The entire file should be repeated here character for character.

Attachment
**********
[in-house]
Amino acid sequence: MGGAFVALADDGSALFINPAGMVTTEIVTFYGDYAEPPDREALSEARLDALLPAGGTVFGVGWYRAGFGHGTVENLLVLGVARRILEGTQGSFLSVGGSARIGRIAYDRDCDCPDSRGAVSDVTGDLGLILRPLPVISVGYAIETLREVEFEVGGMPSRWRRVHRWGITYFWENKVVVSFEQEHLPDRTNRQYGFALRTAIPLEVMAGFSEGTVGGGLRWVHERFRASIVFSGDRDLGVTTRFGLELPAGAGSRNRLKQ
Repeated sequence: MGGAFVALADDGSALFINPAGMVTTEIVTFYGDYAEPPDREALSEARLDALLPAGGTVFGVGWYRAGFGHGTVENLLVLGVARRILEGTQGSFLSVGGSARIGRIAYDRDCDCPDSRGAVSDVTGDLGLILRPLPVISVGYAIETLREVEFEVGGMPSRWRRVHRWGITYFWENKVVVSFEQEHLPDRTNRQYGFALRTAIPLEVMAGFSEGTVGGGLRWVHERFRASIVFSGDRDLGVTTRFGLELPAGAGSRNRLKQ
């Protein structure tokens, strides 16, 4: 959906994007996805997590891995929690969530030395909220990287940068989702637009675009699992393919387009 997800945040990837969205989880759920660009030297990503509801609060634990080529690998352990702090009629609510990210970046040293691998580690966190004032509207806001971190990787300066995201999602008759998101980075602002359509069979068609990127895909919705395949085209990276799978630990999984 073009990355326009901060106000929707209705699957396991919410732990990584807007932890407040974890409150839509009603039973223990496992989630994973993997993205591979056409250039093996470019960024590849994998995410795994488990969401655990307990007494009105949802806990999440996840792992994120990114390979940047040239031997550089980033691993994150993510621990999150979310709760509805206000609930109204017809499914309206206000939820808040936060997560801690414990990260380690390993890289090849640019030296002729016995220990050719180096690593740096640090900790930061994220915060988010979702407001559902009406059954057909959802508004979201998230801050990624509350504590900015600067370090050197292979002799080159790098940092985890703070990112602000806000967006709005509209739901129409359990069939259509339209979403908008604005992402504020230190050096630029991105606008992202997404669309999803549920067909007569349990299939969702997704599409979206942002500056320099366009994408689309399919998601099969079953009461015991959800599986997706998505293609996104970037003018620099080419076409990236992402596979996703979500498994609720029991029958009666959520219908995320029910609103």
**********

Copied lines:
[in-house]
Amino acid sequence: MGGAFVALADDGSALFINPAGMVTTEIVTFYGDYAEPPDREALSEARLDALLPAGGTVFGVGWYRAGFGHGTVENLLVLGVARRILEGTQGSFLSVGGSARIGRIAYDRDCDCPDSRGAVSDVTGDLGLILRPLPVISVGYAIETLREVEFEVGGMPSRWRRVHRWGITYFWENKVVVSFEQEHLPDRTNRQYGFALRTAIPLEVMAGFSEGTVGGGLRWVHERFRASIVFSGDRDLGVTTRFGLELPAGAGSRNRLKQ
Repeated sequence: MGGAFVALADDGSALFINPAGMVTTEIVTFYGDYAEPPDREALSEARLDALLPAGGTVFGVGWYRAGFGHGTVENLLVLGVARRILEGTQGSFLSVGGSARIGRIAYDRDCDCPDSRGAVSDVTGDLGLILRPLPVISVGYAIETLREVEFEVGGMPSRWRRVHRWGITYFWENKVVVSFEQEHLPDRTNRQYGFALRTAIPLEVMAGFSEGTVGGGLRWVHERFRASIVFSGDRDLGVTTRFGLELPAGAGSRNRLKQ
């Protein structure tokens, strides 16, 4: 959906994007996805997590891995929690969530030395909220990287940068989702637009675009699992393919387009 997800945040990837969205989880759920660009030297990503509801609060634990080529690998352990702090009629609510990210970046040293691998580690966190004032509207806001971190990787300066995201999602008759998101980075602002359509069979068609990127895909919705395949085209990276799978630990999984 073009990355326009901060106000929707209705699957396991919410732990990584807007932890407040974890409150839509009603039973223990496992989630994973993997993205591979056409250039093996470019960024590849994998995410795994488990969401655990307990007494009105949802806990999440996840792992994120990114390979940047040239031997550089980033691993994150993510621990999150979310709760509805206000609930109204017809499914309206206000939820808040936060997560801690414990990260380690390993890289090849640019030296002729016995220990050719180096690593740096640090900790930061994220915060988010979702407001559902009406059954057909959802508004979201998230801050990624509350504590900015600067370090050197292979002799080159790098940092985890703070990112602000806000967006709005509209739901129409359990069939259509339209979403908008604005992402504020230190050096630029991105606008992202997404669309999803549920067909007569349990299939969702997704599409979206942002500056320099366009994408689309399919998601099969079953009461015991959800599986997706998505293609996104970037003018620099080419076409990236992402596979996703979500498994609720029991029958009666959520219908995320029910609103």